How to Prepare For Court in Ventura and Los Angeles County Courts

Very few people ask me this question and very few attorneys talk about this topic on their websites.  Here, I will provide you with some very basic information on how to prepare for going to Court when you have a family law case and for some pitfalls to avoid: 

First, watch this video on how to dress for Court: 

Second, watch this video on what not to say when you go to Court: 

Prior to going to Court, you should have a meeting with your attorney to go over all of the filed paperwork and get prepared for what could be a long day.  If the issues to be decided include financial issues such as child or spousal support, as a general rule, you should bring your last three years of tax returns and any loan applications you filled out over the last two years (whether the loan was approved or not).  Most courts require this information at a minimum.  Also, your Income and Expense Declaration becomes stale after 90 days so if the case was continued or postponed a few times, make sure your Income and Expense Declaration is completely updated and current.  

Next, you must prepare for the unexpected.  Sometimes things occur which are out of your or your attorney's control.  These surprises are part of family law litigation.  Such things to expect when you least expect them include:  

1. Your case was set for 8:30 a.m., but the Court doesn't get to it in the morning and you have to come back at 1:30 p.m. thereby killing your day. 

2. The Court might say that it can't find a document you filed and therefore did not read it.  Make sure you bring conformed (court stamped) copies.  This is especially true in Los Angeles County.  

3. If your case is set in Los Angeles County, try to get to Court as early as you can.  Sometimes parking can be difficult and the lines at the metal detectors can be long.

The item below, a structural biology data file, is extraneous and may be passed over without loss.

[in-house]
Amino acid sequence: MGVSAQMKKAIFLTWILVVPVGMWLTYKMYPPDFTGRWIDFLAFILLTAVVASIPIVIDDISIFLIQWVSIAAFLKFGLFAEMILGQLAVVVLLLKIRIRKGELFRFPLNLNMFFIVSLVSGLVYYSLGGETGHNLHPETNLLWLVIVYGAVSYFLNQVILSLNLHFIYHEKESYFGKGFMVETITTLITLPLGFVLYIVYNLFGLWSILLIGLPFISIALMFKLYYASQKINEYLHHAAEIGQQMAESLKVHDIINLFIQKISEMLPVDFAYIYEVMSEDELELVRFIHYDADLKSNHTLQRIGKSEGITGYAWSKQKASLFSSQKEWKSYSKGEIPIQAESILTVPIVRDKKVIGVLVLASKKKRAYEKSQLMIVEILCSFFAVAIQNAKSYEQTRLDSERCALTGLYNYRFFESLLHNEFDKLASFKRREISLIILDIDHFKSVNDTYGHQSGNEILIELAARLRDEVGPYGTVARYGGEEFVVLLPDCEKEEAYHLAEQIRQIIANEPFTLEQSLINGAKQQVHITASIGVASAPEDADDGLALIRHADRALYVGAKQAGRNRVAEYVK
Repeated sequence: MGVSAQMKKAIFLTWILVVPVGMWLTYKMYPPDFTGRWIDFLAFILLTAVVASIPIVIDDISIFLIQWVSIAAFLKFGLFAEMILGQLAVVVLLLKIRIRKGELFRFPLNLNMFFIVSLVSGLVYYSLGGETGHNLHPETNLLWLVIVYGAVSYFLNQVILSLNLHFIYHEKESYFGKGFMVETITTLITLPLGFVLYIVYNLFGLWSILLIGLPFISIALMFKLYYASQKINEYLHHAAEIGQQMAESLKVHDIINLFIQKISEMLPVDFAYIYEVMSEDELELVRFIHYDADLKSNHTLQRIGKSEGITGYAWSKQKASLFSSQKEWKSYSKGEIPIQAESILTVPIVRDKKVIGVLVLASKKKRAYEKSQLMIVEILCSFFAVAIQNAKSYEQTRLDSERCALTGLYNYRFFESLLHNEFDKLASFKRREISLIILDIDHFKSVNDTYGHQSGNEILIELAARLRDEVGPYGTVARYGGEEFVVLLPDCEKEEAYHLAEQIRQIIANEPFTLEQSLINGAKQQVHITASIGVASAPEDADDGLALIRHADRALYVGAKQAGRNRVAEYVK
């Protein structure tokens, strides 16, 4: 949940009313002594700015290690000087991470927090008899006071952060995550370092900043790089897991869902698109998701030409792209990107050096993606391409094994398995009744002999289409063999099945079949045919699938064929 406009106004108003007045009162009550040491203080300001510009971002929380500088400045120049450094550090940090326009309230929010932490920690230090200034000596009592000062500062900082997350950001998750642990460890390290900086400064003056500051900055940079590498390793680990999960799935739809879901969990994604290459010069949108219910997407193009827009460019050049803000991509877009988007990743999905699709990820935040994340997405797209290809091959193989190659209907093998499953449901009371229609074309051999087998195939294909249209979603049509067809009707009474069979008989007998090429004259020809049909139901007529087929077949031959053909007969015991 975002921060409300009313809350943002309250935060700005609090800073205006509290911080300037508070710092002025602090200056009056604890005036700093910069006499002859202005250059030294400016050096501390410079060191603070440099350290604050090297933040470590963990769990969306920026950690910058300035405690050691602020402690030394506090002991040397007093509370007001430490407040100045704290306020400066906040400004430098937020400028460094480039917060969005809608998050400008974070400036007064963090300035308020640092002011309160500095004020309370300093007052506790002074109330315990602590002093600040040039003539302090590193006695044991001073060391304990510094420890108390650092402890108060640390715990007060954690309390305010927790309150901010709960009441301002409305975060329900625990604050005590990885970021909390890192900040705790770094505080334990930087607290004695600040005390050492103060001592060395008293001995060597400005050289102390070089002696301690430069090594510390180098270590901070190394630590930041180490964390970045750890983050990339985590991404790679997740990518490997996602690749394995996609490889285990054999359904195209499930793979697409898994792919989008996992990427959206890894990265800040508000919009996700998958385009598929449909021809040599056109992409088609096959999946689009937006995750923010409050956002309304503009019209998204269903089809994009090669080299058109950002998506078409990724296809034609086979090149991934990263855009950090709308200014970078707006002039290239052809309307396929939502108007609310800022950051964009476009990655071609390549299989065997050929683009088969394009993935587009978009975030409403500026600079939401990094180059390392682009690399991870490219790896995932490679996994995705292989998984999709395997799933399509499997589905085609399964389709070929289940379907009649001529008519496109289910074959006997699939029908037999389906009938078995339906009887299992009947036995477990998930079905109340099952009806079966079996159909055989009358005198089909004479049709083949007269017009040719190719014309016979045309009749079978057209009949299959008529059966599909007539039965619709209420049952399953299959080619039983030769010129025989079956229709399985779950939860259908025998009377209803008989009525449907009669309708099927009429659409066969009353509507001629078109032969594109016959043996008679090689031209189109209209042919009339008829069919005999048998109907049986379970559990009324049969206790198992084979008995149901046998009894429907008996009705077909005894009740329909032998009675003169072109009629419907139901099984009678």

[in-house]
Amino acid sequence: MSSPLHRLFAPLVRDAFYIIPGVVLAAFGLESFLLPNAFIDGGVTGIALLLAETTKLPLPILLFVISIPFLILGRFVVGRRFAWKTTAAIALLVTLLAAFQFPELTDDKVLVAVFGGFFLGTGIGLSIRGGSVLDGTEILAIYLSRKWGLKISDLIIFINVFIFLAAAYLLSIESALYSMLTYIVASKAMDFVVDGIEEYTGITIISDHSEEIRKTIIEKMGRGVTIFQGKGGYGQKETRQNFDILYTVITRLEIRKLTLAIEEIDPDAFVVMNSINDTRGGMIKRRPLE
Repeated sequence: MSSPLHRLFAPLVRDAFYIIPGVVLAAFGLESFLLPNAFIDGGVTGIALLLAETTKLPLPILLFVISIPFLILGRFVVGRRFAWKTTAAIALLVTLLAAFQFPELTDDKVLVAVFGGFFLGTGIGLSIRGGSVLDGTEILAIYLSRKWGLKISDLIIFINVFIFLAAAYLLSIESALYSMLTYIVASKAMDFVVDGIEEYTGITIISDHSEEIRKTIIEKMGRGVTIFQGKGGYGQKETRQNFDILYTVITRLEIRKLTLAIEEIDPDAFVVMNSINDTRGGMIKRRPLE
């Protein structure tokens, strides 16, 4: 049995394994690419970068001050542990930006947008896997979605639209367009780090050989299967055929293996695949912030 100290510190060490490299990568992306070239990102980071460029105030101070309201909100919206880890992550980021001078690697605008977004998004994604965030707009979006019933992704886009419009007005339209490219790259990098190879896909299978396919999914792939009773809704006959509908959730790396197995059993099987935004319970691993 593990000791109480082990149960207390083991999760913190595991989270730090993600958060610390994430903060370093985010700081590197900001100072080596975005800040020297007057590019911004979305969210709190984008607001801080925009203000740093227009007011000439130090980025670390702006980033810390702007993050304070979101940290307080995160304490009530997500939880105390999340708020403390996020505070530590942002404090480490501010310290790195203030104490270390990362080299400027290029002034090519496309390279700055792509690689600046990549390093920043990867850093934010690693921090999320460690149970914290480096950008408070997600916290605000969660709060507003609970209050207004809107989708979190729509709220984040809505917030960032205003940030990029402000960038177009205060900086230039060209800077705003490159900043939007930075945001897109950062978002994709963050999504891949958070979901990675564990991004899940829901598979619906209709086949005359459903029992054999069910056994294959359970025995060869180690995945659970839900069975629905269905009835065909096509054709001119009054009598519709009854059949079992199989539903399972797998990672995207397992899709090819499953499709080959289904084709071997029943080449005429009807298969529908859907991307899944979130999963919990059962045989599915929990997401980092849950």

4. You might have prepared for a contested hearing, but the Court orders your case to the Daily Settlement Officer where you participate in what could be an all day mediation.  

5. You show up to Court and the Judge is ill.  This means that a temporary judge is filling in, which invariably results in a continuance. 

6. When the Court calls your case, it concludes that it needs a full hearing to decide the issues so you need to come back at 1:30 to literally conduct a mini trial with witnesses.  

7. The Court can rule in a way that neither of the parties expect or want.  

8. There is a completely new Judge assigned to your department who neither attorney knows.  

There are probably more, but I am sure you get the picture.  Be prepared for everything and assume nothing.  

Good Luck, 

Jeffrey L. Hoffer 

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The information on this website is for general information purposes only. Nothing on this site should be taken as legal advice for any individual case or situation. This information is not intended to create, and receipt or viewing does not constitute, an attorney-client relationship.

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